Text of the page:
A Boston aquarium has confirmed that the surprise birth of anaconda snakes to a mother living with only other females was an instance of parthenogenesis ― a term that comes from the Greek words meaning “virgin birth.”
Anna is an 8-year-old, 10-foot-long green anaconda living in the New England Aquarium’s Amazon exhibit, the facility said in a Thursday statement. The exhibit includes only female snakes, which was aimed at preventing them from reproducing.
But Anna didn’t need any males.
Staffers “unexpectedly” discovered “newborn snakes” in the exhibit over the winter, the aquarium’s statement read. They then found that Anna was still giving birth. (Anacondas give birth to live young, they do not lay eggs.)
Veterinarians “immediately suspected” that the births resulted from parthenogenesis, a form of nonsexual reproduction that involves an unfertilized egg developing into an embryo.
Parthenogenesis is extremely rare in vertebrate species ― which includes snakes ― that usually reproduce sexually. Among those animals, the phenomenon has been seen in Komodo dragons as well as some species of birds, sharks and snakes, according to National Geographic. It’s also more commonly seen in captive animals, though it has been observed in female pit vipers in the wild.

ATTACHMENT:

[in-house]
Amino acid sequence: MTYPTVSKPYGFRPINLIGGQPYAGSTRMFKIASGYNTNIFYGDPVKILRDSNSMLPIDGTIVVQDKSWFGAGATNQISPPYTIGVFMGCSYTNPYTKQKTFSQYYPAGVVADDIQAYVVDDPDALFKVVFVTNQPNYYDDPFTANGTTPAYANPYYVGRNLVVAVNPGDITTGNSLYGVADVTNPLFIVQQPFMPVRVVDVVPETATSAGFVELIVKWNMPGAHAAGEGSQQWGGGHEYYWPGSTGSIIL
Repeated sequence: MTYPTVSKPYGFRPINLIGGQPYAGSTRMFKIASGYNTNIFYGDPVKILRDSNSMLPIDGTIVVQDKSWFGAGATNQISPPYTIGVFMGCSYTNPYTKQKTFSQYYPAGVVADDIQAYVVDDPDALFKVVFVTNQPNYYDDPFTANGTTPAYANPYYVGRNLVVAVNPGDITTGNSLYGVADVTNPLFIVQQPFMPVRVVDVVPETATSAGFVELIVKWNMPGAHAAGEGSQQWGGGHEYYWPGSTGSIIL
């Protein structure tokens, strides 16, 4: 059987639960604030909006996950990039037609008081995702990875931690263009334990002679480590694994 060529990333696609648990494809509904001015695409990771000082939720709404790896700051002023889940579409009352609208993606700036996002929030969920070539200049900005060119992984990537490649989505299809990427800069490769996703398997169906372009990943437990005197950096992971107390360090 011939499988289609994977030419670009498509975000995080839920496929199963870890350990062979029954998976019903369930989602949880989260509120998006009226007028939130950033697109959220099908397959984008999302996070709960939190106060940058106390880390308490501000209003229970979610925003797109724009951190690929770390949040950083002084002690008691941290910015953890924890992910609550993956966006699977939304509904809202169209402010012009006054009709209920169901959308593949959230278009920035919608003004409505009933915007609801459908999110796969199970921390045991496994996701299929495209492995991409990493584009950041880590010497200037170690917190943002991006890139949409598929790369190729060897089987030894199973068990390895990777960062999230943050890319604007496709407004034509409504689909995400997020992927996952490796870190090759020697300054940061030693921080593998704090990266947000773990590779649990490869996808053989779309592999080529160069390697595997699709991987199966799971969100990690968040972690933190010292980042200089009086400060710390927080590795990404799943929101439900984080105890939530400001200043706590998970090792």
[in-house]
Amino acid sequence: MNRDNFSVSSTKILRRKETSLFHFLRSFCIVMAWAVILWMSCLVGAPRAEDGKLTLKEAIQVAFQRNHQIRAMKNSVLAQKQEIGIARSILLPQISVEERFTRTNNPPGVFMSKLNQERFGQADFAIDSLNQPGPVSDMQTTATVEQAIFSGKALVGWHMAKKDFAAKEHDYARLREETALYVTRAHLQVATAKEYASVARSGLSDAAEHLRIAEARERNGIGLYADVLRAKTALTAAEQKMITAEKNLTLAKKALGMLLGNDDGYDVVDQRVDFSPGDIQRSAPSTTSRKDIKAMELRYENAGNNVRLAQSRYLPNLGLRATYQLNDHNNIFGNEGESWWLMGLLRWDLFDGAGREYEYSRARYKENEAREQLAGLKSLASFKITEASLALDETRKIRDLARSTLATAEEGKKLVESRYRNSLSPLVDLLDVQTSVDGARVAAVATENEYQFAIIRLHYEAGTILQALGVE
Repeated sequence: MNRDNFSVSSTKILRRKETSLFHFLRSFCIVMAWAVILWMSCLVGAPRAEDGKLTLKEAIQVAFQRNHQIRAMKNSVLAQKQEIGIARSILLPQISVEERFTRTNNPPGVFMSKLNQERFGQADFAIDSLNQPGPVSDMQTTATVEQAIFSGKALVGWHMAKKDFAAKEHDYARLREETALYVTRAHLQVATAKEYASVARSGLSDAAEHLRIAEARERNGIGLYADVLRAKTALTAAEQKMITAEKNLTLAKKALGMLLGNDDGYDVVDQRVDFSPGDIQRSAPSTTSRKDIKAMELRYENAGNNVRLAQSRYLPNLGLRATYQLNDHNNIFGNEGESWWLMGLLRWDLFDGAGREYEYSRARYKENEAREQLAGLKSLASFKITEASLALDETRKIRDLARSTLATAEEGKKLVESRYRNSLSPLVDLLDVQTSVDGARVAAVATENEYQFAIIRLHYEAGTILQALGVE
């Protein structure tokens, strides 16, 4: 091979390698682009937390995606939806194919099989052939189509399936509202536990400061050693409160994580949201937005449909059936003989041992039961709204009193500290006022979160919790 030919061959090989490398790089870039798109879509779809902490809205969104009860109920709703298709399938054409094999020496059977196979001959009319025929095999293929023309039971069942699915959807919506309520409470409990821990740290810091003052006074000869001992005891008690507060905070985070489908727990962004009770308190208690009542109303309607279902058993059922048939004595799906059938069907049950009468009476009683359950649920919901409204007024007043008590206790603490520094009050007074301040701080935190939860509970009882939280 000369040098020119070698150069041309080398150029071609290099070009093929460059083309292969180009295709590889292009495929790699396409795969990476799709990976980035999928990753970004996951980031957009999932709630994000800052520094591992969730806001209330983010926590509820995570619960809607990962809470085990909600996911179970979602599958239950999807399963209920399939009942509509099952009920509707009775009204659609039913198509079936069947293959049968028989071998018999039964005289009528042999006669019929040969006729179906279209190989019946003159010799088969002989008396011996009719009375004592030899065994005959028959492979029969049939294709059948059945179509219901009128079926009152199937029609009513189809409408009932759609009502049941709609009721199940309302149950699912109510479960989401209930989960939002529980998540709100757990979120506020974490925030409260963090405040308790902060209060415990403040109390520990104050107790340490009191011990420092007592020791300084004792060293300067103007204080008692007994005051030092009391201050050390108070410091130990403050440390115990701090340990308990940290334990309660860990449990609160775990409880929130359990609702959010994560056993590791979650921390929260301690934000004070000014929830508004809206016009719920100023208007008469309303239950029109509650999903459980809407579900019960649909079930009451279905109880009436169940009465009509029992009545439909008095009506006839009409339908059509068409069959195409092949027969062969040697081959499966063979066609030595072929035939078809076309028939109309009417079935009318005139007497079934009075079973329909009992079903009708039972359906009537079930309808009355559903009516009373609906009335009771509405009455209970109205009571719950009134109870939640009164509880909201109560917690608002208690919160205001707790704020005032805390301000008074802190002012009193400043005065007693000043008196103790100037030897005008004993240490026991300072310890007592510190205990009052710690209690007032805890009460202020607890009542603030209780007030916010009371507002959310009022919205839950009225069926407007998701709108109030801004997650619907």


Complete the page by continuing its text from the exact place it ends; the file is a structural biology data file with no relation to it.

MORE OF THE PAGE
Only two of Anna’s offspring survived. Most were stillborn, the aquarium’s release said, noting that’s a common result when parthenogenesis happens. Of the three that were born alive, one died a couple of days later.
“Genetically, it’s a vulnerable process,” aquarium spokesman Tony LaCasse told The Washington Post. “It’s a completely unique and amazing reproductive strategy, but it has a low viability compared to sexual reproduction.”
But the two surviving young have “thrived” and are beginning to exhibit unique personalities. The release said that the smaller sibling is “laid back” while the bigger one is “more apt to explore and check out its surroundings by sniffing out items with its tongue.”
Anna’s case is the second known, confirmed instance of parthenogenesis in a green anaconda, the aquarium said. In Anna’s case, biologists confirmed what happened by ruling out any other possibilities, and ultimately tested her surviving offspring’s DNA.
The testing confirmed that the snakes were the products of parthenogenesis, and also found that they appear to be full genetic copies ― or clones ― of Anna.
“There can be different kinds of parthenogenesis, many of which do not yield exact DNA copies of their mother,” the statement read. “However, the limited genetic sequencing done for these two young snakes shows complete matches on all the sites tested.”
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